Encore Michigan

Detroit Public’s ‘Beauty Queen of Leenane’ may be the perfect Irish play

Review May 04, 2019 David Kiley

DETROIT, Mich.–“Rural Ireland,” wrote Martin McDonagh, the writer of The Beauty Queen of Leenane, “is romantic to everyone but its inhabitants.”

‘Tis true, of course. You can drive the inner country through villages filled with a mix of old and new dwellings, stop at pubs filled with atmosphere and history, get a bit of salmon or fish and chips, stop at a shop selling Irish linen, gas up and go. But you will have missed the silent screams of teenagers, and the anguished groans of broken-bodied grandmothers who haven’t seen their children or grandchildren in three months.

Martin Faranan McDonagh is an Irish-British playwright, screenwriter, producer, and director. He was born and brought up in London, the son of Irish parents. And he is among the most acclaimed living ‘Irish’ playwrights, and will rightly take his place in Irish literary history with O’Casey, Shaw and Wilde.

Because Beauty Queen, directed by Andrew Borba, is pretty near a perfect play. While other playwrights, in this reviewer’s opinion, tinker with the structure of a play with gimmicks to shake things up, I find those experiments are most often in service of trying to prop up a weak story without the discipline of a true arc.

Maureen Folan (Sarah Clare Corporandy) and her mother, Mag (Karen Sheridan), live in authentic Irish poverty in the town of Leenane. Mag is a cantankerous, self-absorbed, crusty, busted wheelbarrow of a 70-something mother. Maureen is a beleaguered daughter of 40, worn down from years of looking after Mag with virtually no support or help from her two sisters. Maureen is no kid, and still a virgin, and she has some of the same wanderlust and “what-if” sensibilities that she stirs into her daily tea with the milk and sugar.

Maureen is so deeply fed up with looking after Mag, who hardly ever gets out of her bathrobe and slippers, that she is openly hostile and nasty to her in a way that seems at first to be harsh and surprising. No respect at all for the Mam?

We come to learn that there is not so much a bond between the two women, but an interdependence and power struggle between them that will come to a head.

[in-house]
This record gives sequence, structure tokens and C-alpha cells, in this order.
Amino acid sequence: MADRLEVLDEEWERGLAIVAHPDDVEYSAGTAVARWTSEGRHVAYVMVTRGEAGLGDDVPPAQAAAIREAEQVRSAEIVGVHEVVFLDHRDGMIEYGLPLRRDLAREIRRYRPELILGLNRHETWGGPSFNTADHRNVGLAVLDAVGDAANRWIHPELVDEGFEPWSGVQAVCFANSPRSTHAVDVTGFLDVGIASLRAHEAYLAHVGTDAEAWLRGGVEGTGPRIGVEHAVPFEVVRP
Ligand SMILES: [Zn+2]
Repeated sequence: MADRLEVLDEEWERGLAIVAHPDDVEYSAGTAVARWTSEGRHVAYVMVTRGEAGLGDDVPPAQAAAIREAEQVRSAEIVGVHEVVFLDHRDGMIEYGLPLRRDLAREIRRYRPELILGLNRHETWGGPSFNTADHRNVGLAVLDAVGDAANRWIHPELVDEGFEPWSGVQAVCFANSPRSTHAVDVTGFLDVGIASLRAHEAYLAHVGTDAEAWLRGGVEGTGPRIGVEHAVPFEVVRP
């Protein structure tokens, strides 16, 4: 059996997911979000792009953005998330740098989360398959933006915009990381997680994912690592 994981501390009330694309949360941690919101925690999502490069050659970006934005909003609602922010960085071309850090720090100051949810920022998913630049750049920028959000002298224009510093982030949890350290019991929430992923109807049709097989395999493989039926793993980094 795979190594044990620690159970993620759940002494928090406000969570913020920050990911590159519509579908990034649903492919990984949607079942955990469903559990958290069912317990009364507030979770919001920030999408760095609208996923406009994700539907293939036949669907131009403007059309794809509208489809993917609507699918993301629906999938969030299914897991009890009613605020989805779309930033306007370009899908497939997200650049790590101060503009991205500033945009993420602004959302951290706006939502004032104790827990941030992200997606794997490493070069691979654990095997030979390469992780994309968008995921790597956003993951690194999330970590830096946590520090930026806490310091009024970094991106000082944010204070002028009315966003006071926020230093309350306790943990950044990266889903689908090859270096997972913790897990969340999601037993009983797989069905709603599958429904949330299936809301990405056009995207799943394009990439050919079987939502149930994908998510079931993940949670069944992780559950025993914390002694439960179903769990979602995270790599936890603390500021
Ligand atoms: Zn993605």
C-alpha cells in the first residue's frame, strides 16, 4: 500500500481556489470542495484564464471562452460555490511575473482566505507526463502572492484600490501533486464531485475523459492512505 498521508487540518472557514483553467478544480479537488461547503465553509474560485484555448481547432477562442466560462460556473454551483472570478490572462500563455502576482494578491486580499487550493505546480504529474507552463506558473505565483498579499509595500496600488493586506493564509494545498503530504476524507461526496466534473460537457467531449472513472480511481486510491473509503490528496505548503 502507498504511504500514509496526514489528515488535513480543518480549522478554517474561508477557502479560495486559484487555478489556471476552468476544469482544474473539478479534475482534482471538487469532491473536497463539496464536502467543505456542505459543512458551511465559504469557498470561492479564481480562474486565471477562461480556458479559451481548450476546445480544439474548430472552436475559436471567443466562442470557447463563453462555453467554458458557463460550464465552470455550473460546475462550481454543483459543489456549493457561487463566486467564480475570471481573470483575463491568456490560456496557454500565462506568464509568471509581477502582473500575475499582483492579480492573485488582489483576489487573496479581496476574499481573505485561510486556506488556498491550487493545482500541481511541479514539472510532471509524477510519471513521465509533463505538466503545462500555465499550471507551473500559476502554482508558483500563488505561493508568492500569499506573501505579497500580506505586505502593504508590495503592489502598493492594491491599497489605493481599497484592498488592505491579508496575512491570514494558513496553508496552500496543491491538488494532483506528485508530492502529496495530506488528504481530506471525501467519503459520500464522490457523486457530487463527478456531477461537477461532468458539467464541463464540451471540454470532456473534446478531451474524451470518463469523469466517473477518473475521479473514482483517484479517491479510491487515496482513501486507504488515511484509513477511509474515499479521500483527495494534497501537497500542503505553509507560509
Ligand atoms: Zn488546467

Maureen finds a glimmer of hope for her life in an evening spent with a man she has known for more than twenty years–Pato Dooley, played by Michael Brian Ogden. Pato is an emotional lottery ticket for Maureen.

Sheridan inhabits Mag with terrific authenticity, a woman so bereft of actual love that she comes across almost rodent-like, caring more about the temperature of her daily miserable porridge than anything to do with the daughter who is her lifeline. Corporandy is physically perfect for the role, but also nails the desperate angst of living her dead-end life with flashes of hope the audience believes might pull her out of the snake-pit of her shabby, isolated, dreary, dank life of tea and cheap biscuits. She even has to climb a steep often muddy hill every day just to get back to this hovel she calls home.

Indeed, the audience comes to participate in a way that I have witnessed before at The Detroit Public, and almost nowhere else in Michigan. Is it the material the DPT chooses that brings it out, or a club of regular opening night patrons? When Pato’s kid brother Ray (Michael Lopetrone) draws out a scene in which he may or may not leave a letter intended for Maureen with Mag, audience members are audibly gasping and wincing, and one even blurted, “Don’t do it!” It’s amusing.

Ogden and Lopetrone do not ever share the stage together, but their performances generate electricity in the story. Ogden manages to be the perfect version of dashing, in the eyes of Maureen anyway, though he is actually a lonely mechanic in his day job. McDonagh has written his character and dialogue brilliantly to give him an almost movie star draw in this play of bottom dwellers. Lopetrone’s Ray is authentically vapid as an early 20s lummox driven mostly by interest in skirts and drugs, but he’s also a wonderful comic foil.

Borba has done a tremendous job of leading the actors to find the funny in lines that don’t seem so on the page. Amelia Bransky created the quintessential poor Irish kitchen and sitting room. And accents (Irish plays are best with accents) were spot on 95% of the time.

Why is the play so perfect? Because despite its depiction of tragic people living tragic lives, doing tragic things, its funny without every trying to tell a joke. The truth of life is that interesting people and characters find humor wherever they can get it. They survive by snickering at the misery in misery’s face in their journey. McDonagh is also a superb writer of dialogue.

Beauty Queen falls into a genre of irish play I like to call a “make you want to kill yourself play.” But that speaks to the hopelessness of people who do terrible things out of desperation and darkness, and absence of hope. These plays often end in a down beat. And that’s okay because that’s the way life goes with such people, and there haven’t been that many happy endings among Ireland’s abject poor.

But telling their stories, and appreciating the humor while you absorb the tragedy, is what good playwriting is about.